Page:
Religious Belief is Not a Mental Illness

English: An American Lady butterfly against a ...
An American Lady butterfly against a cloud-filled sky. (Photo credit: Wikipedia)
I read Chris Stedman's post for Religion News Service, "5 reasons atheists shouldn't call religion a mental illness" and some of the reactions to it with interest. Stedman receives quite a bit of criticism from atheists for being overly accomodationist at times; however, this does not mean that much of his work is not still worthwhile.

I think he raised some good points in this post, and I agree with his conclusion that we atheists probably shouldn't call religion a mental illness or label all religious believers as mentally ill. My reasons for doing so overlap with his but are a bit simpler.

After consulting with "two atheist activists," Stedman offers the five reasons listed below:
  1. Even if well-intended, the equation fails
  2. Mental illness is not an insult
  3. Religion is often associated with well-being
  4. This parallel distracts us from trying to understand and learn from religion
  5. Atheists and theists share in the challenge of being human
If Stedman writes more on this subject in the future (and I hope he does because I enjoy his work), I'd recommend that he try consulting mental health professionals instead of atheist activists. I imagine that he'd find that more useful if the goal is to understand mental illness, how it is defined, and the process through which mental disorders are diagnosed.

While some of the five reasons Stedman offers are relevant and I certainly welcome efforts to challenge the manner in which mental illness has been stigmatized, the first reason is the only one I find necessary here. Atheists probably should not call religious belief a mental illness because religious belief is not a mental illness.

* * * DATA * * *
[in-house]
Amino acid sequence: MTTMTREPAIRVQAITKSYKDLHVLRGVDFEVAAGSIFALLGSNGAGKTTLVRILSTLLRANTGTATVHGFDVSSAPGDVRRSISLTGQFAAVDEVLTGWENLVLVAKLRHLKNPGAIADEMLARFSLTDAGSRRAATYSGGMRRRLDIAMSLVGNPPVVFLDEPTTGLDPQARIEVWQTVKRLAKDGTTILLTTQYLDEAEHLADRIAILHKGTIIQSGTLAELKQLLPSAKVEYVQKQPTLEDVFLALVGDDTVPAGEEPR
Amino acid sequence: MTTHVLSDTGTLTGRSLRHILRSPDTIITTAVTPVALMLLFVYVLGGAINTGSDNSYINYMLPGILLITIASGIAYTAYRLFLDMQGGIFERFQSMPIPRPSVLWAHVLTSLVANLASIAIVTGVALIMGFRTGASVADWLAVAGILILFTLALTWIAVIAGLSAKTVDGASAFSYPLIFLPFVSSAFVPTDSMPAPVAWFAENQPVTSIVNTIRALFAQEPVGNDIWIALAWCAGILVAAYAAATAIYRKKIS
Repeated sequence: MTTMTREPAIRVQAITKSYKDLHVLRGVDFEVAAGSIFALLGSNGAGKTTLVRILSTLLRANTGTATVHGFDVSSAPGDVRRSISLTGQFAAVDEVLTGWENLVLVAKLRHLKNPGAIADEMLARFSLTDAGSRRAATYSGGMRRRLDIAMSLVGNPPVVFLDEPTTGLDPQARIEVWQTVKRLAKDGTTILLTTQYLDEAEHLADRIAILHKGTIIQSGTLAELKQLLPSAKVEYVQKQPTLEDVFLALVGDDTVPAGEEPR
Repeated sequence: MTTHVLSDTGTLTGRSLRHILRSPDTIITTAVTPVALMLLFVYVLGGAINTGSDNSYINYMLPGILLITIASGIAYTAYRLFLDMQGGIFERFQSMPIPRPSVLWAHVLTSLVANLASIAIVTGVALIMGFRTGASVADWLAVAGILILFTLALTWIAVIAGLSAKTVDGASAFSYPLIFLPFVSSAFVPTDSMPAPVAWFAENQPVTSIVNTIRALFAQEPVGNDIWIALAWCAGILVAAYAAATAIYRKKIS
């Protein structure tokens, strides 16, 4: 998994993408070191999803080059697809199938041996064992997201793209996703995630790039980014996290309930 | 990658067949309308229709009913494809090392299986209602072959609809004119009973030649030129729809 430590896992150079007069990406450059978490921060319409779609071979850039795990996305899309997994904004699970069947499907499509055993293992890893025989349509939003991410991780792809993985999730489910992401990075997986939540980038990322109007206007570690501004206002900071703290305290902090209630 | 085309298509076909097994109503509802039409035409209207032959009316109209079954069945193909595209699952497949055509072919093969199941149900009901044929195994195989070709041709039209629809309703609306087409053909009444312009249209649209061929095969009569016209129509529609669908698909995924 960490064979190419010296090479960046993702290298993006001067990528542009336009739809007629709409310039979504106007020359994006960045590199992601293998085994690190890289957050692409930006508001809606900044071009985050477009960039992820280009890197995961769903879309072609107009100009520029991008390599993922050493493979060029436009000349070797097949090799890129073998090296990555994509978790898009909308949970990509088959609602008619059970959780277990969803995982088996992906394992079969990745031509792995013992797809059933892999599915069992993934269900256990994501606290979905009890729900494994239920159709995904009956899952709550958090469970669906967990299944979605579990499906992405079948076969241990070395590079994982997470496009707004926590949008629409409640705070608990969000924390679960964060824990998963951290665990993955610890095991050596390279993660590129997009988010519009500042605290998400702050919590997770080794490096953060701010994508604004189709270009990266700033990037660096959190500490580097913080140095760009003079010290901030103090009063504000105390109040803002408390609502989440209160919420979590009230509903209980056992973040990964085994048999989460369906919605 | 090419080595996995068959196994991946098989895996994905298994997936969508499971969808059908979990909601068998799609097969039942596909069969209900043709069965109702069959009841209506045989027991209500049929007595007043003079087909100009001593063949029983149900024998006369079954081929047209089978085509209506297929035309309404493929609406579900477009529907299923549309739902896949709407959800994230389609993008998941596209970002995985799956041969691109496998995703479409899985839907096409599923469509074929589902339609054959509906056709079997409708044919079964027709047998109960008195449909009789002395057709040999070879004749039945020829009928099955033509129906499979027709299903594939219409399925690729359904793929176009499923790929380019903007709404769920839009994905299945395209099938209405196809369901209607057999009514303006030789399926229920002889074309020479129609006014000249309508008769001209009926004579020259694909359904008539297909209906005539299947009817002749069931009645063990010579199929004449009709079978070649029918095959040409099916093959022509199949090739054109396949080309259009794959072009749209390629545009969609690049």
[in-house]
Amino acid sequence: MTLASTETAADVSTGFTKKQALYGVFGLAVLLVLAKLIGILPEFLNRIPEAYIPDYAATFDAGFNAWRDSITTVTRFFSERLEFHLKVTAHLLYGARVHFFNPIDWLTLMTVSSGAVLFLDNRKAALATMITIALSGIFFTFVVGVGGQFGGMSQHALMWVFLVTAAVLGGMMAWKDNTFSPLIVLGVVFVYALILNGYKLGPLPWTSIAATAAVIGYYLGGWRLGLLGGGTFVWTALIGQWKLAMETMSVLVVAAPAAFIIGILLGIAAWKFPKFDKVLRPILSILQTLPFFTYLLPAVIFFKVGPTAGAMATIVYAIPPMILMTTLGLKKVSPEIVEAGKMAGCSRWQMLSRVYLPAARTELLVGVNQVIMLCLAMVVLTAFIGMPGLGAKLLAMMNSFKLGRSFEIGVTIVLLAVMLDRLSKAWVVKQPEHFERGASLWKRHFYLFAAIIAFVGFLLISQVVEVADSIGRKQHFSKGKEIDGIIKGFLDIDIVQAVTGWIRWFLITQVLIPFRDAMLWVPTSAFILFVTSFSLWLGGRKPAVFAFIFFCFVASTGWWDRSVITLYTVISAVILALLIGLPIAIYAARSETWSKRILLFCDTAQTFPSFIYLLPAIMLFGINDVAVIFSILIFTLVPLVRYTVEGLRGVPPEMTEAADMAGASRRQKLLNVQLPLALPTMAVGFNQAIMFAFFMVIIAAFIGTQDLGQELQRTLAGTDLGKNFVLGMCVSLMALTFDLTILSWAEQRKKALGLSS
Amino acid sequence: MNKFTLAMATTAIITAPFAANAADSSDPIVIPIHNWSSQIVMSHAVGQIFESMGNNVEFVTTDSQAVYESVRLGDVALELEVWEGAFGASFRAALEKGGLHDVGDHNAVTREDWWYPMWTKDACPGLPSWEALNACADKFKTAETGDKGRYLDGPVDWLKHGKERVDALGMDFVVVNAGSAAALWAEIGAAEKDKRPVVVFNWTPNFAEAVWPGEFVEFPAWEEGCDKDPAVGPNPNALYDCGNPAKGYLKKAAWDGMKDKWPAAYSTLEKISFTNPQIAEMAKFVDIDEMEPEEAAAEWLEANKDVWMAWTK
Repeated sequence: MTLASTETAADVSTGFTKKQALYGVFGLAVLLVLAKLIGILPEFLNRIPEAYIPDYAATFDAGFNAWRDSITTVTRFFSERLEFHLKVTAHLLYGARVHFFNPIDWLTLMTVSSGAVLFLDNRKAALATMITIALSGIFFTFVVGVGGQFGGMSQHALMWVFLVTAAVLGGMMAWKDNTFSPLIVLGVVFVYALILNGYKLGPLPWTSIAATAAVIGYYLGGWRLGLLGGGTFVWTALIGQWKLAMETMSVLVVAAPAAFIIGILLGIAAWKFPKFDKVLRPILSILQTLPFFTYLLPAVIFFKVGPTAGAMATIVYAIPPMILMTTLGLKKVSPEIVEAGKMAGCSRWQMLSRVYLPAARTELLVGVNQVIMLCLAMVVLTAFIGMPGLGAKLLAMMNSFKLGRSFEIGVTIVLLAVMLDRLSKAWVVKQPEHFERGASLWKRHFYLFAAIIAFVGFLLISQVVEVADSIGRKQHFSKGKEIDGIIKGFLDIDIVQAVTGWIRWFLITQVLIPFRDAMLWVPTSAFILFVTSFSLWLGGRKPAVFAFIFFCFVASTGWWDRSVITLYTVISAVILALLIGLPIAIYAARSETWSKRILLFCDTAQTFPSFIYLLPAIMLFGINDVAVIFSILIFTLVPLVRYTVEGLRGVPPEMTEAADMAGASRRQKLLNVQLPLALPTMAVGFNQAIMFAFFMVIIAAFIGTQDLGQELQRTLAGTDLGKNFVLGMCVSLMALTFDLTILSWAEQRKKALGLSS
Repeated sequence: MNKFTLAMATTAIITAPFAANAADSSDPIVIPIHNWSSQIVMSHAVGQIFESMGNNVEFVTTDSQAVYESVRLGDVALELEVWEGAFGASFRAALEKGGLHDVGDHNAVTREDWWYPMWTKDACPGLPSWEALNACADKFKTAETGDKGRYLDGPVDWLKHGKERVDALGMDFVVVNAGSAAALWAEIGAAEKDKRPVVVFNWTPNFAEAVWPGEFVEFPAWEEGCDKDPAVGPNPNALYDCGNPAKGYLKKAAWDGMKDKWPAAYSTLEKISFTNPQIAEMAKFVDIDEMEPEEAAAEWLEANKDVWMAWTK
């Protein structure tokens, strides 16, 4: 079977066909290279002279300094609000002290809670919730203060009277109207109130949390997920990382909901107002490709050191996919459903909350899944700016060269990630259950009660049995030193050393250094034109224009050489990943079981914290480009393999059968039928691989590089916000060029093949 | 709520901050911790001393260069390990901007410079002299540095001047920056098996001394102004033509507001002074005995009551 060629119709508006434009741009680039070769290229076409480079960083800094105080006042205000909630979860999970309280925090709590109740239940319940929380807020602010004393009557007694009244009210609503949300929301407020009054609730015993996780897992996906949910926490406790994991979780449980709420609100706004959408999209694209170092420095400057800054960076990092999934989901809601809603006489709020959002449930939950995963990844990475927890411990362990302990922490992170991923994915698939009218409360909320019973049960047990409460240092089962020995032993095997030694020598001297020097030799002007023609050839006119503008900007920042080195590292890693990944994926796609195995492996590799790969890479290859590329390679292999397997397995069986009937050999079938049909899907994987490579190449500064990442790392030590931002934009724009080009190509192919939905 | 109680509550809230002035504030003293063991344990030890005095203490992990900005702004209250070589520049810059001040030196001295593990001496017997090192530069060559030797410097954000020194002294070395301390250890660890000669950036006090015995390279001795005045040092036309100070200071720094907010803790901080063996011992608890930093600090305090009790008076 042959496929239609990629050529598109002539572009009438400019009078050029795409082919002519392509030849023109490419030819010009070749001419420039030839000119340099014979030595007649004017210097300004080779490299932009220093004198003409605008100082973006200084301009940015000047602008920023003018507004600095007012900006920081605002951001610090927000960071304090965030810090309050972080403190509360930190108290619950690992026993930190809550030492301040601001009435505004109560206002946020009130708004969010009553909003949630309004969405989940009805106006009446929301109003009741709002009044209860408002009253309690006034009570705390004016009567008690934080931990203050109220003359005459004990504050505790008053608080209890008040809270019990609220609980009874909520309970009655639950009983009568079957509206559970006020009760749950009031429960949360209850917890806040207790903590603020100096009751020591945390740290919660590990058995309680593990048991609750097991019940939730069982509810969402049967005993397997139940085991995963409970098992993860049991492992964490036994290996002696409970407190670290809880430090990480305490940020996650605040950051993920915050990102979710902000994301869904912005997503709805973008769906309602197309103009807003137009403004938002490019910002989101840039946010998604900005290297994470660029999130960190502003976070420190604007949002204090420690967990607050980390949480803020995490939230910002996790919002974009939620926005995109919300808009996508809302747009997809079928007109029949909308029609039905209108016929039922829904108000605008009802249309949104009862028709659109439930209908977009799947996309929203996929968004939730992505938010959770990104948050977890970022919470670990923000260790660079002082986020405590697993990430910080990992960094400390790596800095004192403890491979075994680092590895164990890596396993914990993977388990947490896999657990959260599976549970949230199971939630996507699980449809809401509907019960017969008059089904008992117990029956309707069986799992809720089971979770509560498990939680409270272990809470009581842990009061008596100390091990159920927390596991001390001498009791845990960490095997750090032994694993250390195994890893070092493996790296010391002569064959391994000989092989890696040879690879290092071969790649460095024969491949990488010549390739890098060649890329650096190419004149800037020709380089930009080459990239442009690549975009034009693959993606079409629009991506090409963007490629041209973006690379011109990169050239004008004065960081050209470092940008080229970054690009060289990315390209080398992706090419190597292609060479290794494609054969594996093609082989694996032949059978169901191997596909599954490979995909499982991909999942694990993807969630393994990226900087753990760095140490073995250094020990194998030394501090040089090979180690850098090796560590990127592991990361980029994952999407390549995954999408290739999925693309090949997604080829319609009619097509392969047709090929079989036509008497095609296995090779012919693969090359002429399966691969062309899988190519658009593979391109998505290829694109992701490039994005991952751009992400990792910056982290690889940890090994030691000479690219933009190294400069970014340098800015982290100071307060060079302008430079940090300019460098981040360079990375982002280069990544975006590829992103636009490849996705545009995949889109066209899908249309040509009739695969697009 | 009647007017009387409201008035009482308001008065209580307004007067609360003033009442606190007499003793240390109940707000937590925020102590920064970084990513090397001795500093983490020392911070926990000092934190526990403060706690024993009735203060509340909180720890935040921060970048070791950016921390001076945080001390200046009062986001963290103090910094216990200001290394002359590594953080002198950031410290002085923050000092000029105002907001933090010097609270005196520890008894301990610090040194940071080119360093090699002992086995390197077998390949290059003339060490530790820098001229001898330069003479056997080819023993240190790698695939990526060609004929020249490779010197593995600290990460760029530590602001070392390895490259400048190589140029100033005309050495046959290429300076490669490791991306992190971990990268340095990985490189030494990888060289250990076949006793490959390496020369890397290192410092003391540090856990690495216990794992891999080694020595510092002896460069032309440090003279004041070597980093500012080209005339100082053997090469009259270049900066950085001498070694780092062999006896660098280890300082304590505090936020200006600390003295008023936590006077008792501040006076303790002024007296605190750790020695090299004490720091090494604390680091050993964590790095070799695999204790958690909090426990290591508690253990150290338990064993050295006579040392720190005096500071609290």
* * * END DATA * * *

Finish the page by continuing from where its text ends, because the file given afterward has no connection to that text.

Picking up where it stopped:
None of the major diagnostic systems currently in use contain mental disorders for which religious belief is the defining feature. Religious belief is not recognized as a mental illness. Moreover, the primary system used by mental health professionals in the United States, the DSM-5, cautions against labeling something as a mental disorder when it is actually an accepted part of an individual's cultural context.

As explained in DSM-5, a mental disorder not only includes all the disorder-specific criteria but the following general elements:
A mental disorder is a syndrome characterized by clinically significant disturbance in an individual's cognition, emotion regulation, or behavior that reflects a dysfunction in the psychological, biological, or developmental processes underlying mental functioning. Mental disorders are usually associated with significant distress or disability in social, occupational, or other important activities. An expectable or culturally approved response to a common stressor or loss, such as the death of a loved one, is not a mental disorder. Socially deviant behavior (e.g., political, religious, or sexual) and conflicts that are primarily between the individual and society are not mental disorders unless the deviance or conflicts results from a dysfunction in the individual, as described above (American Psychiatric Association, 2013; p. 20).